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I'm having trouble understanding this proof:

Lemma: Let $\lambda$ be the Lebesgue measure restricted to the Borel sets of $[0,1]$. Then there exists a decreasing sequence $(E_n)_{n\ge0}$ of subsets of $[0,1]$ such that each of them is $\lambda$-thick and $\bigcap E_n = \emptyset$.

Proof: Let $E_n = [0,1]\cap\{f\ge n\}$, where $f$ is a noncontinuous solution $f:\mathbb{R} \to \mathbb{R}$ of $f(x+y) = f(x) + f(y)$.

A continuous solution of that functional equation is a line through the origin.

Let $\sim$ be the equivalence relation on $\mathbb{R} \setminus \{0\}$ such that $x \sim y \leftrightarrow \exists q\in\mathbb{Q}$ s.t. $x = qy$.

Let $A$ be a set of representatives from each equivalence class. Let $g:A\longrightarrow\mathbb{R}$ be a non-constant "assignment of slopes". Let $f:\mathbb{R} \setminus \{0\} \to \mathbb{R}$ s.t. $x \mapsto x\cdot g(y)$ where $x \sim y\in A$, let $f(0) = 0$.

To put it roughly, a noncontinuous solution is a stack of lines through the origin.

a) Is this description of a noncontinuous solution correct?

No it's not! As TCL helped me realize, this construction does satisfy the desired functional equation only for $x$ and $y$ in the same equivalence class. I need to require something more from g.

b) Why does the proof work? I fail to see why are the $E_n$ measurable, or why are they $\lambda$-thick.

They don't need to be measurable! In fact, the concept of thickness is introduced to get around measurability issues.

Let's construct $f$ this way: let $H$ be an Hamel basis of $\mathbb{R}$ over $\mathbb{Q}$, and $a\in H$. Let $g(x) = x$ for $x\in H \setminus \{a\}$ and $g(a) = 0$. Let's extend this function to $f:\mathbb{R} \to \mathbb{R}$ by linearity using the Hamel basis.

Using this $f$ we have that $E_0 = [0,1]$, $E_1 = \{1\}$, which clearly isn't $\lambda$-thick. Where's the flaw?

The flaw is that $E_1 \ne \{1\}$ because... Hamel bases don't work that way :) See the comments for details.

I give up. I will ask my professor about this.

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I don't think they're measurable: a discontinuous additive function is not measurable. – Akhil Mathew Dec 6 '10 at 14:45
For the noncontinuous function $f$ described above, I don't see why it should satisfy $f(x+y)=f(x)+f(y)$. – TCL Dec 6 '10 at 14:49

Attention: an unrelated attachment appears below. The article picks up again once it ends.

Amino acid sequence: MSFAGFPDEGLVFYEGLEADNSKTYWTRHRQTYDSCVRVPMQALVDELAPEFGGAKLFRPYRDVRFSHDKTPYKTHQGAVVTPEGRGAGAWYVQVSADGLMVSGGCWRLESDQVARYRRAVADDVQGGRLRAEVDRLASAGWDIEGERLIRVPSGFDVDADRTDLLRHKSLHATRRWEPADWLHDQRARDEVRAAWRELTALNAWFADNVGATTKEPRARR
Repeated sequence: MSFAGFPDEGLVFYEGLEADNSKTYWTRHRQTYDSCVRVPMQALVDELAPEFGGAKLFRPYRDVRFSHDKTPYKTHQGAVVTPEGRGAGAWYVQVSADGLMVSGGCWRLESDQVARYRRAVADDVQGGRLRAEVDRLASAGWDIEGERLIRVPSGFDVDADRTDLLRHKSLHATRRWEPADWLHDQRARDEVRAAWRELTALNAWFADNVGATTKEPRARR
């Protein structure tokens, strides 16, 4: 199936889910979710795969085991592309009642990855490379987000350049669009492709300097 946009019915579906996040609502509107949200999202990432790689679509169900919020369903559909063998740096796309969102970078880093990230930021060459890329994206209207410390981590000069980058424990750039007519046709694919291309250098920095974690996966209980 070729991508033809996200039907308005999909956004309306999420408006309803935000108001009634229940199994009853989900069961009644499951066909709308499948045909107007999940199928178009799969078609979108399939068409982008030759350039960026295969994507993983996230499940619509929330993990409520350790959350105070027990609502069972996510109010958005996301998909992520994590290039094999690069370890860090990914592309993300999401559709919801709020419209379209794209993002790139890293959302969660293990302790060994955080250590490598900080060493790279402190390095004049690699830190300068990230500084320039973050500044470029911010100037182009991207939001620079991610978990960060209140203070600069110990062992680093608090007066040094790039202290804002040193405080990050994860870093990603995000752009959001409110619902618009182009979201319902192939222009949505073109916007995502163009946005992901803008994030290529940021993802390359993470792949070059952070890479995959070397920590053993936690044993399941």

@Jens.I am not questioning about measurability. I am saying the function described does not satisfy $f(x+y)=f(x)+f(y)$. – TCL Dec 6 '10 at 15:23
Jacopo, it is not hard to show that $f:\mathbb{R}\longrightarrow\mathbb{R}$ is additive if and only if it is $\mathbb{Q}$-linear (seeing $\mathbb{R}$ as $\mathbb{Q}$-vector space). So you were already on the right track. Can you go on now? – j.p. Dec 6 '10 at 15:44
Why do you think $E_1 = \{1\}$? Assume, WLOG, your $a$ is between 0 and 1, and not rational. Then there exists a sufficiently small rational $q$ such that $0 < 1+q - a < 1$. But your $f$ acting on $f(1+q - a) = 1+q > 1$... – Willie Wong Dec 7 '10 at 14:31
up vote 2 down vote accepted

Edit: I think my previous answer can be adapted to the case we are interested in. So let $E_n=\{ f \geq n\}$. Let $m$ be a positive integer. If $s = \sup_{F \subset [-m,m] \setminus E_n} \lambda(F)$ (the sets $F$ are taken measurable here), then there is a measurable set $F \subset [-m,m] \setminus E_n$ such that $\lambda(F)=s$ (take a sequence and a union). We are going to prove that for any real M, for almost all $x \in F$, $f(x)<-M$, that is, there is a measurable $A(M) \subset F$ of zero measure such that $f(x)<-M$ for all $x \in F \setminus A(M)$. For this, it is enough to find, for every positive integer $k$, $A_k(M) \subset F$ such that $f(x)<-M$ for all $x \in F \setminus A_k(M)$ and $\lambda(A_k(M)) \leq 1/k$. Since $f$ is not continuous and $\mathbb{Q}$-linear, there exists $a_k \in \mathbb{R}$ such that $|a_k| \lt 1/(2k)$ and $f(a_k)<-n-M$. Then $a_k+F \subset [-m-1/(2k), m + 1/(2k)] \setminus E_n$, so $\lambda((a_k+F) \cap [-m,m] \setminus F) = 0$ and consequently, $\lambda(F \setminus (a_k+F)) \leq 1/k$, so we can set $A_k(M) = F \setminus (a_k+F)$.

Now since $f(x)<-M$ for all $x \in F \setminus A(M)$, $F = \cup_{M \in \mathbb{N}} A(M)$ has measure $0$.

We have shown that $E_n$ is $\lambda$-thick in $[-m,m]$ for all $m$, so $E_n$ is $\lambda$-thick in $\mathbb{R}$, and this is stronger than $E_n$ being $\lambda$-thick in $[0,1]$.

Old answer: This is not exactly what you want, but here is a similar proof of your lemma. Define $E_n = \{ |f| \geq n \}$. Then $E_n$ is $\lambda$-thick (in $\mathbb{R}$). We need to show that if $F$ is measurable and does not intersect $E_n$, then $\lambda(F)=0$.

Assume otherwise, and let $m$ be big enough so that $F \cap [-m,m]$ has positive measure. Since $f$ is not continuous and $\mathbb{Q}$-linear, $f_{|[0,1]}$ is not bounded, so there is a sequence $(a_k)_{k \geq 0}$ of elements of $[0,1]$ such that $|f(a_{k+1})| > |f(a_k)|+2n$. Then $\cup_{k \geq 0} \left( a_k + (F \cap [-m,m]) \right)$ is included in $[-m,m+1]$ and its measure is equal to $\sum_{k \geq 0} \lambda (F \cap [-m,m]) = + \infty$, this is because the $a_k + F$ are disjoint (look at the images by $f$), so we get a contradiction.

So $E_n$ is $\lambda$-thick, and $E_n \cap [0,1]$ is $\lambda$-thick in $[0,1]$.

Maybe there is a way to deduce your statement from this one.

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Despite not being exactly what I asked for, this answer deserved some recognition. I don't have enough reputation to vote you up. – Jacopo Notarstefano Dec 9 '10 at 9:11

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